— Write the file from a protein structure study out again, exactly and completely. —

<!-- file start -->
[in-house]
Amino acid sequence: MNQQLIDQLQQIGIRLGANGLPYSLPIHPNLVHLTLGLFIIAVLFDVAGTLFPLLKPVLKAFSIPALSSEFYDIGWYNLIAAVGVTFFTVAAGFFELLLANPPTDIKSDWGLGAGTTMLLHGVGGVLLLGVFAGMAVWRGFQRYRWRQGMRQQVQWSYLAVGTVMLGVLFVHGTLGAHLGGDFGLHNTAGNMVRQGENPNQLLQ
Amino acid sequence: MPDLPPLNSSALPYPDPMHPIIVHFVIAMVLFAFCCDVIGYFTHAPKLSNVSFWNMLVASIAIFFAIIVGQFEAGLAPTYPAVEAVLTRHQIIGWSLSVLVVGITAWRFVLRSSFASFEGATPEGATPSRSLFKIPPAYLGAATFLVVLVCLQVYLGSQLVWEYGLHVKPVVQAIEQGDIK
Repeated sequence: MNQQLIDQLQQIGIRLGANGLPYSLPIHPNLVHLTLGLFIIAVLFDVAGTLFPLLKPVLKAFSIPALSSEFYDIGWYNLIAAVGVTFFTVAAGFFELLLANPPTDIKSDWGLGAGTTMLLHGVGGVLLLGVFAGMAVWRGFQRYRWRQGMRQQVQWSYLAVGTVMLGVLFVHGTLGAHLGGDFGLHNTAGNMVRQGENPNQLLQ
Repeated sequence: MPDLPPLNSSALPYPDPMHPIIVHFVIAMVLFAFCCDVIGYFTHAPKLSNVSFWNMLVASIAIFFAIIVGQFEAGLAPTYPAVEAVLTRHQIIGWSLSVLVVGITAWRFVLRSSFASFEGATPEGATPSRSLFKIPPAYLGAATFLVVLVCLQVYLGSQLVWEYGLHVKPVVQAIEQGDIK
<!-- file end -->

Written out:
[in-house]
Amino acid sequence: MNQQLIDQLQQIGIRLGANGLPYSLPIHPNLVHLTLGLFIIAVLFDVAGTLFPLLKPVLKAFSIPALSSEFYDIGWYNLIAAVGVTFFTVAAGFFELLLANPPTDIKSDWGLGAGTTMLLHGVGGVLLLGVFAGMAVWRGFQRYRWRQGMRQQVQWSYLAVGTVMLGVLFVHGTLGAHLGGDFGLHNTAGNMVRQGENPNQLLQ
Amino acid sequence: MPDLPPLNSSALPYPDPMHPIIVHFVIAMVLFAFCCDVIGYFTHAPKLSNVSFWNMLVASIAIFFAIIVGQFEAGLAPTYPAVEAVLTRHQIIGWSLSVLVVGITAWRFVLRSSFASFEGATPEGATPSRSLFKIPPAYLGAATFLVVLVCLQVYLGSQLVWEYGLHVKPVVQAIEQGDIK
Repeated sequence: MNQQLIDQLQQIGIRLGANGLPYSLPIHPNLVHLTLGLFIIAVLFDVAGTLFPLLKPVLKAFSIPALSSEFYDIGWYNLIAAVGVTFFTVAAGFFELLLANPPTDIKSDWGLGAGTTMLLHGVGGVLLLGVFAGMAVWRGFQRYRWRQGMRQQVQWSYLAVGTVMLGVLFVHGTLGAHLGGDFGLHNTAGNMVRQGENPNQLLQ
Repeated sequence: MPDLPPLNSSALPYPDPMHPIIVHFVIAMVLFAFCCDVIGYFTHAPKLSNVSFWNMLVASIAIFFAIIVGQFEAGLAPTYPAVEAVLTRHQIIGWSLSVLVVGITAWRFVLRSSFASFEGATPEGATPSRSLFKIPPAYLGAATFLVVLVCLQVYLGSQLVWEYGLHVKPVVQAIEQGDIK